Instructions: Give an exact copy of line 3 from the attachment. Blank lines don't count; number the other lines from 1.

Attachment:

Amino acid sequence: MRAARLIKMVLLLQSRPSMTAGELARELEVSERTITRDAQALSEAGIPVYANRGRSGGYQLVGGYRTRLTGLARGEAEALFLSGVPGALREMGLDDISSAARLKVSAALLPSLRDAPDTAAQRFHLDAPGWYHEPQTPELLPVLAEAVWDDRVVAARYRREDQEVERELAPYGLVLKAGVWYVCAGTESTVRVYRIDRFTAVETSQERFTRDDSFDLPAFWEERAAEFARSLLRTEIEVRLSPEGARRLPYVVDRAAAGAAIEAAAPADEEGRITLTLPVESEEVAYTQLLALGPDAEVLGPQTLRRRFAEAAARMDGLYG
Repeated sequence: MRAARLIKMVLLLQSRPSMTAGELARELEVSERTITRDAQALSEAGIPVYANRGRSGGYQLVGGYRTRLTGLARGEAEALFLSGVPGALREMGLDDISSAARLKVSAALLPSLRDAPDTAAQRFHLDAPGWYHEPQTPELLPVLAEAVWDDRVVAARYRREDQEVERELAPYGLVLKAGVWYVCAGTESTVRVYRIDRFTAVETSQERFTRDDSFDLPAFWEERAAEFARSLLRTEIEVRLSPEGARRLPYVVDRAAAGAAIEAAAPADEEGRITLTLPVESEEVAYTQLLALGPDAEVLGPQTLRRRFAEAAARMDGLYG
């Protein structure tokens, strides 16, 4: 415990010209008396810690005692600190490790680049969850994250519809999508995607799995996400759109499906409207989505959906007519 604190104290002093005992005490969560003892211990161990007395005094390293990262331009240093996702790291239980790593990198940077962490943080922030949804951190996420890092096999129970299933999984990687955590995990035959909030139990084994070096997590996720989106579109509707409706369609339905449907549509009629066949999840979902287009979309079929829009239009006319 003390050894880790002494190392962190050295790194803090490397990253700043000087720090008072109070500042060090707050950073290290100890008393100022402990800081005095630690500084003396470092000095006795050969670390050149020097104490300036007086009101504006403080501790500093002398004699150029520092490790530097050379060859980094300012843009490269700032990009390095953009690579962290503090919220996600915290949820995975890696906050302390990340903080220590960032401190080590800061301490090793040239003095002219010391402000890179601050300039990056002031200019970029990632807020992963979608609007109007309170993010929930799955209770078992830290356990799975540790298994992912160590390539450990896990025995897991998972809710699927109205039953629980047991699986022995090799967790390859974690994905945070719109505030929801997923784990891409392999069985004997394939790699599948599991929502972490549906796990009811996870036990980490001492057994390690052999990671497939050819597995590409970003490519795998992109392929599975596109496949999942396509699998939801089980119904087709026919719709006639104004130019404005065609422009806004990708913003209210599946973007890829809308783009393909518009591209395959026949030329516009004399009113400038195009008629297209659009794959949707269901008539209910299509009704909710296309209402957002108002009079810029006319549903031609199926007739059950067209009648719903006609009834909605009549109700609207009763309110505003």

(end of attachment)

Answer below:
């Protein structure tokens, strides 16, 4: 415990010209008396810690005692600190490790680049969850994250519809999508995607799995996400759109499906409207989505959906007519 604190104290002093005992005490969560003892211990161990007395005094390293990262331009240093996702790291239980790593990198940077962490943080922030949804951190996420890092096999129970299933999984990687955590995990035959909030139990084994070096997590996720989106579109509707409706369609339905449907549509009629066949999840979902287009979309079929829009239009006319 003390050894880790002494190392962190050295790194803090490397990253700043000087720090008072109070500042060090707050950073290290100890008393100022402990800081005095630690500084003396470092000095006795050969670390050149020097104490300036007086009101504006403080501790500093002398004699150029520092490790530097050379060859980094300012843009490269700032990009390095953009690579962290503090919220996600915290949820995975890696906050302390990340903080220590960032401190080590800061301490090793040239003095002219010391402000890179601050300039990056002031200019970029990632807020992963979608609007109007309170993010929930799955209770078992830290356990799975540790298994992912160590390539450990896990025995897991998972809710699927109205039953629980047991699986022995090799967790390859974690994905945070719109505030929801997923784990891409392999069985004997394939790699599948599991929502972490549906796990009811996870036990980490001492057994390690052999990671497939050819597995590409970003490519795998992109392929599975596109496949999942396509699998939801089980119904087709026919719709006639104004130019404005065609422009806004990708913003209210599946973007890829809308783009393909518009591209395959026949030329516009004399009113400038195009008629297209659009794959949707269901008539209910299509009704909710296309209402957002108002009079810029006319549903031609199926007739059950067209009648719903006609009834909605009549109700609207009763309110505003």